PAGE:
Your namesake candidate couldn't seem to get a grip on that very basic idea, nor can any of the Dems left in the race. (Leiberman was the only one of the bunch who got it.)


Kathy and All:

President Bush himself seems now to be going wobbly -- pursuing multiple controversial domestic agendas instead of keeping his focus on winning the war. It's a dangerous game he's playing. He should be running on his war record; the only domestic issue he should be spending time on is the economy. There, he should work to get the word out that the economy is growing and that he is genuinely concerned about the plight of those who've lost their jobs. That's all he needs to do, and all he should be doing.

If he wants my single-issue support, he needs to act more like a single-issue president.

Posted by: Phil at March 2, 2004 10:44 AM

I understand completely that we need to guard the national interest against fundamentalists who seek to "destroy" us with dirty bombs, nukes, airplanes, etc.

But what is the right way and what is the wrong way? Is the right way going into Iraq at the cost of untold billions to unseat a dictator with little or no ties to Al Queda? Or would those billions have been better spent on better intelligence, securing ports and airports, building relationships with friendly nations and even Islam ones?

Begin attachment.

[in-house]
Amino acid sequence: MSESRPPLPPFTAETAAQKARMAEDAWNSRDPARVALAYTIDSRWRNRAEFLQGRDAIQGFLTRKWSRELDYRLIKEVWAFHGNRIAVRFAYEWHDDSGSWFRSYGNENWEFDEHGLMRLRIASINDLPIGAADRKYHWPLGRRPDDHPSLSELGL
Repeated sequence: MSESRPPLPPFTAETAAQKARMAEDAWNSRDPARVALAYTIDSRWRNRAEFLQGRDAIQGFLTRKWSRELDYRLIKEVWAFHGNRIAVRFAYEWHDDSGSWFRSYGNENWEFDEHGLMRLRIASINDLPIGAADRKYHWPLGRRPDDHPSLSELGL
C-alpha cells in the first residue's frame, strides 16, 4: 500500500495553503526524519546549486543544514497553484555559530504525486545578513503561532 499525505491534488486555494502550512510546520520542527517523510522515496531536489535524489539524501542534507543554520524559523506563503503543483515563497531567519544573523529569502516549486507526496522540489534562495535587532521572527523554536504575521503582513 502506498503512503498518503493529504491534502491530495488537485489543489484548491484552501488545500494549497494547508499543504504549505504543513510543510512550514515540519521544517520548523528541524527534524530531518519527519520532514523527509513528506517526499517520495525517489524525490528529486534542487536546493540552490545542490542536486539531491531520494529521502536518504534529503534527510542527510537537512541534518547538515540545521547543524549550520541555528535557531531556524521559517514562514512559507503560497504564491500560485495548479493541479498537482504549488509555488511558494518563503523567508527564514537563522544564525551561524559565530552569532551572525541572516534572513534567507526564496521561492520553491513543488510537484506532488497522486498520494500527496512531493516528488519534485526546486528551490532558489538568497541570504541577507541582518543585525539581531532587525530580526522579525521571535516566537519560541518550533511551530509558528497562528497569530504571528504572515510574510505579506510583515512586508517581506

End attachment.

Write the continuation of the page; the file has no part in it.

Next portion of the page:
For mere millions, we can help many poor people around the world and win friends -- that will guard us against fundamentalism. On the other hand, the Bush doctrine will produce another 9/11 because of its wrongheaded "war on terrorism."

Posted by: phatfordean at March 2, 2004 11:03 AM

Phil, I agree, Bush has gone reactive with these issues. It's like he stopped trusting in his own agenda. And he doesn't trust us to support him unless he takes a stand on these other issues. He's letting the critics find the chink in his armor. The irrationality meme is spreading.